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A very Chinese Spring Festival in Thailand

By Erik Nilsson | China Daily | Updated: 2017-02-14 07:42

Enter the dragon.

Then the lions.

Cue the opera performers.

Indeed, it was a very Chinese Spring Festival - in Thailand.

My wife, kids, parents and I were observing China's Lunar New Year family-reunion tradition in Ayutthaya, a stunning city of ancient ruins.

We weren't in China. But China came to us.

The Spring Festival fair along this Thai city's main road made its vibe like a Lunar New Year celebration in China, our home for 10 years.

A dazzling dragon sparkled as it slalomed over the road.

A very Chinese Spring Festival in Thailand

A small cart of pint-sized percussionists brought up the rear like a caboose.

Lion dancers staged stunts - jumps, handstands and back flips - atop poles on the street.

The creatures spit oranges into the crowd, who in turn stuffed money into their jaws. They later paraded from tent to tent, dining on donations.

Talk about biting the hand that feeds you.

A stage hosted Chinese operas. Red lanterns swayed above.

We saw other signs of Spring Festival around town.

Hundreds of rooster statues perched in temples, tempting my 1-year-old son to tackle them.

I played defense.

But in a flash - I took my eyes off him for a split second - he ended up stuck between the feet of a two-meter-high cockerel.

It looked like he'd just hatched.

Firecrackers grumbled in the distance.

This wasn't the first year we've stumbled upon Chinese New Year celebrations overseas.

One Spring Festival, we watched fireworks bloom like glittering flowers beneath searing stars and above the flickering fireflies of Malaysia's remote jungles.

We chanced upon lion dances in Vietnam, Laos and Cambodia.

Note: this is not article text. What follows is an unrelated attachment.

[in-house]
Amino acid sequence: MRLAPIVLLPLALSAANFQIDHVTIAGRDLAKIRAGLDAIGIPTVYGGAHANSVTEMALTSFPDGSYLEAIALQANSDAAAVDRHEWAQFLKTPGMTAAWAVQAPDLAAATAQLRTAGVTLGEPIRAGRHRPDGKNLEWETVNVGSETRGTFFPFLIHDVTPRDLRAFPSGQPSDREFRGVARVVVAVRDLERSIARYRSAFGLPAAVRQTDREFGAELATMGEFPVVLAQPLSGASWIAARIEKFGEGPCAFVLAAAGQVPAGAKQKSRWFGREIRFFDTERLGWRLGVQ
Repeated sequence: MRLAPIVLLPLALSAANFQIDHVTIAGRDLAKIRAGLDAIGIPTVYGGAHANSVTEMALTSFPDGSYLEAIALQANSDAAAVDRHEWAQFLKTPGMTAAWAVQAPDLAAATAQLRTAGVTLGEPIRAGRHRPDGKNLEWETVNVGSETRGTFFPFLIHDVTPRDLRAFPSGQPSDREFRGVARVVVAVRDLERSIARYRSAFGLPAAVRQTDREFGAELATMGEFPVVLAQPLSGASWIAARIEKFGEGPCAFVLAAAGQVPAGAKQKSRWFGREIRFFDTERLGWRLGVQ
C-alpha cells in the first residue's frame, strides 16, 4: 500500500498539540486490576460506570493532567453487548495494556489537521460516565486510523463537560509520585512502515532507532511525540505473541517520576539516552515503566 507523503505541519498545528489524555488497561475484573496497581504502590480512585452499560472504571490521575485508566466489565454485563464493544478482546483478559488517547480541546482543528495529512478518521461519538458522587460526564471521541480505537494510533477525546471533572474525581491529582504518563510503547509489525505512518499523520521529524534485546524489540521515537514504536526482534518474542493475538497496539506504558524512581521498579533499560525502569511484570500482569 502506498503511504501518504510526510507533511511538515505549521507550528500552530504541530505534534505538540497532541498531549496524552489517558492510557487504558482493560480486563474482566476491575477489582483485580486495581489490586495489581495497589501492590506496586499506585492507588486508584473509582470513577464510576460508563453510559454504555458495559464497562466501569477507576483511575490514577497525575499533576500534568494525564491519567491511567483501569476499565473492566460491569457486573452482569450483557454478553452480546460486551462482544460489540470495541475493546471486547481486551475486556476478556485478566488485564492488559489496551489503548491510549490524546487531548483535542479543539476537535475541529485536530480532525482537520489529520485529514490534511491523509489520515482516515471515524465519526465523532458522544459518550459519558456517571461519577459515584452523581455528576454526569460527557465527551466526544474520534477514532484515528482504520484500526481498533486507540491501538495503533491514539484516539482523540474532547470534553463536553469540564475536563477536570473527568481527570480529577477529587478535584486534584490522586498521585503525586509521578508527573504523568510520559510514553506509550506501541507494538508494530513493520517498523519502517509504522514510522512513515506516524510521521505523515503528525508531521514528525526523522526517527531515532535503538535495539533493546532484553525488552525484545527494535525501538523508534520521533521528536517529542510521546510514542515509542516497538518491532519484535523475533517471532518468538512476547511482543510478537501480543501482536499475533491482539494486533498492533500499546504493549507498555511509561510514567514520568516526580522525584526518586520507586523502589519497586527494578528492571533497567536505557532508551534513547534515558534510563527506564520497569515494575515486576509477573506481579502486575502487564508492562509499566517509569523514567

Indeed, the Chinese festival increasingly belongs to the world.

This year, performances, workshops and lectures were staged in cities from Warsaw to Washington, where about 7,500 people partied in front of DC's Smithsonian American Art Museum.

People - rather than dragons - blew fire in Yangon, Myanmar.

More than 1,300 joined Brussels' parade. Fiji, Brazil and Nigeria also staged events.

Our planet sparkled in celebration.

I prepared to leave Ayutthaya aboard a train that inexplicably jerked into paralysis in the countryside around 9:30 pm outside of Bangkok, where I was due to catch a plane back to Beijing at 1:25 am.

After an hour and a half of motionlessness, I realized my only chance to make it home that night was to disembark and hike by the moonlight to the nearest road.

A long shot, indeed.

I scuttled over stones in the shadows, searching for a hole in the barbed-wire fence.

Upon escaping the barricade, I plodded along the remote road, eventually - miraculously - arriving at a metro station.

A few transfers later, I was at the airport, where a barricade erected for an arriving Korean pop band blocked me from the ticket counter.

The next line flooded up the paused escalator to the next floor.

Still, I caught the flight.


If I were superstitious, I'd say it's a sign this year will end well, no matter where we find ourselves and whatever bumps await in the road.

The plane jolted into the sky.

Exit the dragon.

Enter the Year of the Rooster.

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